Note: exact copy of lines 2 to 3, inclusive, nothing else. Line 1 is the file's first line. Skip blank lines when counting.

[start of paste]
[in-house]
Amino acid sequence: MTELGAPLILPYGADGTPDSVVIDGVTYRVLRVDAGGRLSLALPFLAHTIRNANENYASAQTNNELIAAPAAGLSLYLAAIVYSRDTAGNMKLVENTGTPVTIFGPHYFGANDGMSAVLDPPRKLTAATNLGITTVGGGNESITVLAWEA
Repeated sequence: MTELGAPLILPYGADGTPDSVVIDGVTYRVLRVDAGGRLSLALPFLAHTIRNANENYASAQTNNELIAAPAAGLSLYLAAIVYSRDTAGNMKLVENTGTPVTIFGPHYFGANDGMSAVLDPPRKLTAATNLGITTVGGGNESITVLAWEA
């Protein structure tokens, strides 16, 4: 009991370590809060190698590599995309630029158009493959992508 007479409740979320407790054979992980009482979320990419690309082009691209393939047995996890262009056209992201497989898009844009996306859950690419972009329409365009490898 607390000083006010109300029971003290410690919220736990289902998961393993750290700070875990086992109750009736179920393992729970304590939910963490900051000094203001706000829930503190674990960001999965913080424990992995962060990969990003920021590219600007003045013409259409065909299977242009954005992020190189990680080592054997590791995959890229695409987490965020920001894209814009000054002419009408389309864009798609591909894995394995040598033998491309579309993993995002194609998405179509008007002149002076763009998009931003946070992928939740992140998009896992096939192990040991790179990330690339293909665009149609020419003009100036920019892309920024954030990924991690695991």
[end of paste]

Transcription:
Amino acid sequence: MTELGAPLILPYGADGTPDSVVIDGVTYRVLRVDAGGRLSLALPFLAHTIRNANENYASAQTNNELIAAPAAGLSLYLAAIVYSRDTAGNMKLVENTGTPVTIFGPHYFGANDGMSAVLDPPRKLTAATNLGITTVGGGNESITVLAWEA
Repeated sequence: MTELGAPLILPYGADGTPDSVVIDGVTYRVLRVDAGGRLSLALPFLAHTIRNANENYASAQTNNELIAAPAAGLSLYLAAIVYSRDTAGNMKLVENTGTPVTIFGPHYFGANDGMSAVLDPPRKLTAATNLGITTVGGGNESITVLAWEA